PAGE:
Did you know that Germany at one stage consisted of nearly 300 states large and small in the middle ages (5th-15th centuries)? These range from “free” cities to Dukedoms of considerable size. There were also numerous principalities ruled by religious leaders, the so called ecclesiastical bishop princes. Yeah, men of religion right?
The end of the “western” Roman empire (476 AD) heralded in a period called the ‘dark ages’ in which it is alleged that law and order broke down. It did not help that the tendency of the “barbarian” kingdoms that emerged in the aftermath of Rome’s fall was to divide dominions for each son. Hence any form of centralized statehood started to disappear by the 10th century.
The middle ages was thus known for its instability, with a lack of adequate protection of the common person. As we said the dominions of each King was divided between the sons. Did you think these sons would simply accept their lot? Of course conflicts arose leading to a breakdown of peaceful co-existence. This in turn led to the rise of feudalism in which “commoners” came to the servitude of “lords”, in return for a protected existence. It is interesting to note that not all voluntarily submitted, but were forced by circumstances of indebtedness.
For protection, the “lords” which eventually emerge as the nobility class, constructed fortresses and strong buildings. Springing up there were castles all over Germany and indeed across the continent. And along the Rhine is one of the most concentrated number of castles fortresses built. But have you wondered,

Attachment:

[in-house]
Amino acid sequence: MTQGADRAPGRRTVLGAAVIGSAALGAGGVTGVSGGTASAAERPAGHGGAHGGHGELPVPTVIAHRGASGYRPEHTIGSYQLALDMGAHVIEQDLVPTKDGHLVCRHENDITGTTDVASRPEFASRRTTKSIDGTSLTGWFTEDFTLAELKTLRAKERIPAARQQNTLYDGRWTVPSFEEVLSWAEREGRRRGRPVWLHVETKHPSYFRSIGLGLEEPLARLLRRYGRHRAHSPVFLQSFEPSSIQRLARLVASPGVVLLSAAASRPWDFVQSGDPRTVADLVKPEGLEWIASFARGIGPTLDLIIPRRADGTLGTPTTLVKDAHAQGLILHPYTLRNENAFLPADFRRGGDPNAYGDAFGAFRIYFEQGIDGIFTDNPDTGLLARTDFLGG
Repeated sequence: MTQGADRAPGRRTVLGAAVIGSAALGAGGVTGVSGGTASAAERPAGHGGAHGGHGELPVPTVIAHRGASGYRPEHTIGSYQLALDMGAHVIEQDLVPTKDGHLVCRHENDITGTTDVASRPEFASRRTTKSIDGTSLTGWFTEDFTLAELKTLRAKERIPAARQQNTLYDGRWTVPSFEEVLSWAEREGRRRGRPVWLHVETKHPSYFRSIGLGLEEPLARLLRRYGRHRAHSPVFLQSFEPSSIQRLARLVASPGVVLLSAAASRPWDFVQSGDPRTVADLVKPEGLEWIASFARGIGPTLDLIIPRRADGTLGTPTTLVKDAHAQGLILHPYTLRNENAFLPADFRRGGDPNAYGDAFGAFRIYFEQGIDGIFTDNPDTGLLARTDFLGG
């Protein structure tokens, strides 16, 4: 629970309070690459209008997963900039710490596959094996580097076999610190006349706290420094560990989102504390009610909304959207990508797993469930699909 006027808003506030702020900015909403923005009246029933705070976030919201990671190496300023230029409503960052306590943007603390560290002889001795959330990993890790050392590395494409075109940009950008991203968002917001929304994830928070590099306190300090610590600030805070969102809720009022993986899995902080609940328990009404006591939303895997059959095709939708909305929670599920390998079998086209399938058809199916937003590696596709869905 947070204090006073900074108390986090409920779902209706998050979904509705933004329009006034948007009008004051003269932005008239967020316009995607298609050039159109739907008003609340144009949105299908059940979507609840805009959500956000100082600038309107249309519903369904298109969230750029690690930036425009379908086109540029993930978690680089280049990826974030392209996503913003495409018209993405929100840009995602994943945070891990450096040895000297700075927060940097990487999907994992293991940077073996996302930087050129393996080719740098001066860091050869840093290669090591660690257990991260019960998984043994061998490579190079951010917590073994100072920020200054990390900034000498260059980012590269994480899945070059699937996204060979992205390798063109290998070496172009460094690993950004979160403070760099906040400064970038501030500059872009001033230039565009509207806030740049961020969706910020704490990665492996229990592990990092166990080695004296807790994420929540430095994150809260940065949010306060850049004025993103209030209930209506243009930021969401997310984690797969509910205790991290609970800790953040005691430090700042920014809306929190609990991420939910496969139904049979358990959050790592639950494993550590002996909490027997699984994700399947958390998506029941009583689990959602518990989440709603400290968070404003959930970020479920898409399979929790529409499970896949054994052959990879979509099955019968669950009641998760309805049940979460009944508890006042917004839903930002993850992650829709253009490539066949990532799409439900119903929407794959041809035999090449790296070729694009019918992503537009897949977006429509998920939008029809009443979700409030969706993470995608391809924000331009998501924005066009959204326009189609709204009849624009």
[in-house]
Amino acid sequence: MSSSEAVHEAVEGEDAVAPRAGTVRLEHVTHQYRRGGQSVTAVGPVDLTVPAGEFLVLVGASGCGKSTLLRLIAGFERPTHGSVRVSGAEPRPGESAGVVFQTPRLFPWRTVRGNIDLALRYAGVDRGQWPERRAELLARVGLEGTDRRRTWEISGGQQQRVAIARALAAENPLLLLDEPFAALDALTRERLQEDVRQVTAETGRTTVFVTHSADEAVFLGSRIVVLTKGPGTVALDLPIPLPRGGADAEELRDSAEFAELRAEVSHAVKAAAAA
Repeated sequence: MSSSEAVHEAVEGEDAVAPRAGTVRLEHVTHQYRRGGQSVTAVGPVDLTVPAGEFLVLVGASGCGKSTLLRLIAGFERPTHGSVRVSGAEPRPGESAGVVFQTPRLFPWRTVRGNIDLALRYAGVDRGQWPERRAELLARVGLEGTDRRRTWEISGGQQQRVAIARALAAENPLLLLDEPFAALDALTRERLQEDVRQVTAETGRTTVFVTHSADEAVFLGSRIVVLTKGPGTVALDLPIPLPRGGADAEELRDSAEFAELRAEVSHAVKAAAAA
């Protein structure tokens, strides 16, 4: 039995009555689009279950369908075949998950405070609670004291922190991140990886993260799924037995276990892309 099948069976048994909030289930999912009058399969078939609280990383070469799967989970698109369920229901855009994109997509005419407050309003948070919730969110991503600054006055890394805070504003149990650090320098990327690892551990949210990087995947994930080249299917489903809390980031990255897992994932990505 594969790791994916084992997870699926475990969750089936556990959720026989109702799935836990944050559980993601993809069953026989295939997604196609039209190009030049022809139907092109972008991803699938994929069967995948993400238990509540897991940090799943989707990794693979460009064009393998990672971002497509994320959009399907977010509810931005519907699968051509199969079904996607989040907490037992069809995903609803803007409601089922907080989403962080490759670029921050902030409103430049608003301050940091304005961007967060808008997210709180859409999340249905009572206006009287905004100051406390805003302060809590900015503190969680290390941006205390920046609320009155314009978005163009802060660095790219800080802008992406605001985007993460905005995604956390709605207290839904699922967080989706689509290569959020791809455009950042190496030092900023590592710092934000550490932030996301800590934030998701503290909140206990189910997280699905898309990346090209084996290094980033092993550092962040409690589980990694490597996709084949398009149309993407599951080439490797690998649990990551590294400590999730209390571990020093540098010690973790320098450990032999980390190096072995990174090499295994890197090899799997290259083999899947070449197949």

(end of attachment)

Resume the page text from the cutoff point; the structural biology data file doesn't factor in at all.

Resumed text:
Why were so many castles built here?
In those days, roads built in the Roman era was not maintained and they fell into disrepair over the centuries. Rivers thus gained in status as important arteries of transportation networks facilitating the movement of people and merchandise. And where such commerce and movement occurs, there are opportunities… Princes thus fought each other to ensure dominance over strategic parts of major rivers such as the Rhine to tax and/or trade the commerce and people that were “flowing” through.
The Rhine in particular was both long (~1230km) and meandering, making its way from the north sea estuaries of the Netherlands to Lake Constance in land-locked Switzerland. You can imagine how important this was to commerce given that the overland trade routes often meant traversing through bandit infested lands on poorly maintained roads if they can be called as such.
Due to the fragmentation of the state as we elaborated earlier, different sections of this mighty river fell into the control of certain families. Their aim was to profit from the traffic that flowed through and from which it augmented their ability to built ever more stronger and sophisticated constructions along the river and finance their wars to increase dominion beyond.
Today however there are no princely tax bandits and the Rhine forms the border between Germany and Switzerland and also between France and Germany. The best way to experience castles is to actually stay in one. And all over the Rhine you can find castle rooms on offer as accommodation for one of the thing to do while here is to,
Experience staying in a castle
We booked a night at the “Schloss Gutenfels” (Schloss means stately building in German) with a great view of the Rhine. Restored by a German Architect to its original state, a night at the castle is a great way to experience what it is like to live as a Knight or lord presiding over his realm.
The only thing of note is that you might consider is the drive (or walk) uphill to the castles – after all they were built to oversee the area controlled by the prince who constructed the castle. It was a very steep uphill drive we had to make to get to our ‘hotel’ through a dirt track. And remember, same way up, same way down.